I met with La Leche League leaders, other mothers, doulas, lactation consultants, and pediatricians. The support I received from them and my husband was so instrumental to our success. I'd tell myself that there were many parts of parenting I might not enjoy, but I had to do what was best, and I'd continue breastfeeding - taking it one day at a time. When Bee was in her sixth month, her father and I made the decision to demand a referral to an ear, nose and throat specialist who could perform a surgery called a frenectomy to clip her tongue tie. Knowing that it would be a short and easy procedure didn't calm our nerves, but we knew that if her latch was not corrected we would not be able to maintain our breastfeeding relationship and she and I would be put at significant risks of everything that comes with weaning, including emotional trauma and an increased risk of illness. 


This photo was taken in recovery after her surgery, it was the first time in almost 7 months that I was able to nurse her without pain - it was absolutely surreal and incredible. I knew in this moment that we wouldn't have to wean and that I could continue breastfeeding bee for as long as she needs. It was an amazing feeling because it meant that our entire struggle was worth it.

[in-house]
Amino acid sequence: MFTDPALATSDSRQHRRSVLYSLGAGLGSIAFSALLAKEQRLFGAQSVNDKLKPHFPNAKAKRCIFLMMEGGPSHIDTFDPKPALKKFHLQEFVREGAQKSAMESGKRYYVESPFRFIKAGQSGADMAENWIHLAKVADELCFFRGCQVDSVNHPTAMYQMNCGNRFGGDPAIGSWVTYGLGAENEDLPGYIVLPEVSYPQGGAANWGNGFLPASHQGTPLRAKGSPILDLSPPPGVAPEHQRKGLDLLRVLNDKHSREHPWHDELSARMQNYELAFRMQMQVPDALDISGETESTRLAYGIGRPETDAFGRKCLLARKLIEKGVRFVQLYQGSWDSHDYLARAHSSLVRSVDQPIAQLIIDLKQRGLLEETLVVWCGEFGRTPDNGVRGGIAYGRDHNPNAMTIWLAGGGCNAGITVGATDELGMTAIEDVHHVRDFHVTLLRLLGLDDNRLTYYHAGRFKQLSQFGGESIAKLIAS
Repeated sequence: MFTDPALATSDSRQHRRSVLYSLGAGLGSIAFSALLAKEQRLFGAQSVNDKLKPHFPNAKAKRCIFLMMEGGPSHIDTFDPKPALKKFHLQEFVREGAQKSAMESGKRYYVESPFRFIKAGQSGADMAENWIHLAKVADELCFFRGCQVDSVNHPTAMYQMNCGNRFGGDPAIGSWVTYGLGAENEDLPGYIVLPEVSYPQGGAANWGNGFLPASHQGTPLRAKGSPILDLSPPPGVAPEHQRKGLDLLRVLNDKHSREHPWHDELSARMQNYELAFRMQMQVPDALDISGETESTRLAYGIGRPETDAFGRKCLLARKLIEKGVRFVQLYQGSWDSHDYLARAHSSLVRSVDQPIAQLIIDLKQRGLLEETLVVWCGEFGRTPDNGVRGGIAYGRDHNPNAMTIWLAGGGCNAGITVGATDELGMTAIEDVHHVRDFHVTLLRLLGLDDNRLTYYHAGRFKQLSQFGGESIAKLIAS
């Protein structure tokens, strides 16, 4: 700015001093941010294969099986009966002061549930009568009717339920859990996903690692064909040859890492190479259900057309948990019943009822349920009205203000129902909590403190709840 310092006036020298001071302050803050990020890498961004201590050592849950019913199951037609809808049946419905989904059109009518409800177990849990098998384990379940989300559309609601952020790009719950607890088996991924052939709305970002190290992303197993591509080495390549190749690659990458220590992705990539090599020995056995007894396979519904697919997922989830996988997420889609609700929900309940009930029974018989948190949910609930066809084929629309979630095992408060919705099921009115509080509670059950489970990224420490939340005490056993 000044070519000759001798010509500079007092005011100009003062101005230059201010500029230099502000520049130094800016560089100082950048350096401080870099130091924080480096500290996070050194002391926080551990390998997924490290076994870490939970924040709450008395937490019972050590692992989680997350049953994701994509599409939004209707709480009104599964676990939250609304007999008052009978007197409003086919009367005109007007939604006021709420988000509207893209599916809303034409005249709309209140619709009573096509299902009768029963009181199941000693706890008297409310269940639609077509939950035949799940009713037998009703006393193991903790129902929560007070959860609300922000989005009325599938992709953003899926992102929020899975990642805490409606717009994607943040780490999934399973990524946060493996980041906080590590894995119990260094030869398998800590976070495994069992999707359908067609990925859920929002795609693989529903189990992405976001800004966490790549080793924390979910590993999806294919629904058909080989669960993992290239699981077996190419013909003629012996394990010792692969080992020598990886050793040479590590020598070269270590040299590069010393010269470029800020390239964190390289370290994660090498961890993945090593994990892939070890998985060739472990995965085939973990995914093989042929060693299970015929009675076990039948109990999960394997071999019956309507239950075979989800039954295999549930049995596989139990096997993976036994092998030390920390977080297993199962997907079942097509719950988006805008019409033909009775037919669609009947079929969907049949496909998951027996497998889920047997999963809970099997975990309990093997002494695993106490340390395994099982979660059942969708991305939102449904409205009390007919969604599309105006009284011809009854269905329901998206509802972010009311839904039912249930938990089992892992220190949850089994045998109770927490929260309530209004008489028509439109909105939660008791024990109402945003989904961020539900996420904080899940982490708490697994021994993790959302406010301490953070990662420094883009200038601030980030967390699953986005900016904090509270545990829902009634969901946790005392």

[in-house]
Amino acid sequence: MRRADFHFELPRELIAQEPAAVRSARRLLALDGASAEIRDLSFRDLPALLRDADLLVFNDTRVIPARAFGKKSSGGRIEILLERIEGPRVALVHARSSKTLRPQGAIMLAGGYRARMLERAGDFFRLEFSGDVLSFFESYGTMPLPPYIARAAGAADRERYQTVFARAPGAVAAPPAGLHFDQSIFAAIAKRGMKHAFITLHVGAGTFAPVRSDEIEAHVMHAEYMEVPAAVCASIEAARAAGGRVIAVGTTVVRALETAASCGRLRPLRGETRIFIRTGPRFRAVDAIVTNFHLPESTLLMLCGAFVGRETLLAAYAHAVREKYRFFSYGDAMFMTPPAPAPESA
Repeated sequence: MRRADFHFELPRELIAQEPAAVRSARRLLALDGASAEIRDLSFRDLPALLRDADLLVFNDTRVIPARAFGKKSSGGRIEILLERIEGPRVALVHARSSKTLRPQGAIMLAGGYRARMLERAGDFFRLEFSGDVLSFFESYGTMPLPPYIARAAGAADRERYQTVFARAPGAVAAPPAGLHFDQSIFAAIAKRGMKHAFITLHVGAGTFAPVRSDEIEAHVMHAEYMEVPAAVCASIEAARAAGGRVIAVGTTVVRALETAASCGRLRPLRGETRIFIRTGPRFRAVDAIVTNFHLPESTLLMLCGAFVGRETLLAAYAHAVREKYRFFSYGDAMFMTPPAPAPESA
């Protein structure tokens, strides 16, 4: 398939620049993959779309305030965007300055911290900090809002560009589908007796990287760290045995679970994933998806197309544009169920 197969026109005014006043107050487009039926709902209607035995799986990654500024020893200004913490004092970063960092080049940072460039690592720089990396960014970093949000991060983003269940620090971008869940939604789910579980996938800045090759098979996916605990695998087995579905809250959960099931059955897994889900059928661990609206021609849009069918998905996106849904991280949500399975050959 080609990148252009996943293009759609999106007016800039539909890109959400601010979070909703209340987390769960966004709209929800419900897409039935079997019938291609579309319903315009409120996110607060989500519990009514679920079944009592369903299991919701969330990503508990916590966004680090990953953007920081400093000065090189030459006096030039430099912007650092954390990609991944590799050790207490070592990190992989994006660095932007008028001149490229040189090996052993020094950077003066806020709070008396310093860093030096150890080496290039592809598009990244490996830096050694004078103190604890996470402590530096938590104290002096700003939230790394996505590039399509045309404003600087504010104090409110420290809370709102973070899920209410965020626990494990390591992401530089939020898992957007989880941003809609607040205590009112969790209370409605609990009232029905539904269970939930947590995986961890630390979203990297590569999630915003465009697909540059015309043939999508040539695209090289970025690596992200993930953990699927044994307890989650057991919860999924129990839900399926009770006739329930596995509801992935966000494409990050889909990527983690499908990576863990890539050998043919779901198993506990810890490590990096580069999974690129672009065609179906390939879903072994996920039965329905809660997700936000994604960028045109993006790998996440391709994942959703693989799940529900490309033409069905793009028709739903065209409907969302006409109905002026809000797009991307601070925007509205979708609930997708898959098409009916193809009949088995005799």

Though it was only a few months ago, those days seem so far in the distant past. Breastfeeding bee is now one of my favorite parts of our relationship. It's an absolute joy and it's now so natural that I sometimes forget it was ever a challenge. There are times when bee is hungry and nurses with such intensity. There are times when bee is playing and walks by to nurse for just a quick moment to reconnect before returning to her work. There are times when she is upset and I take her into my arms and latch her on and she breathes a sigh of relief and her whole body just goes limp with relaxation. There are times when she falls asleep at my breast and smiles in her sleep when she reaches out to touch my skin. It's so much more than nutrition and something I'm so glad that I can provide to her and so glad that we made it through the difficult times to get where we're at now. To every mother who is also struggling with breastfeeding and worried that you won't make it, I think you are amazing. I am proud of you. It will be worth it. 

6 comments:

  1. What a beautiful post. I'm so happy that you've overcome the obstacles placed before you and have been able to continue your breastfeeding relationship.

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  2. You look nice in profile and sepia/black&white. I like coming here to look at pictures of Stella smiling, they make me happy.

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    1. Thank you! I'm glad it makes you happy, she has the best smile.

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  3. Such a lovely post and beautiful pictures!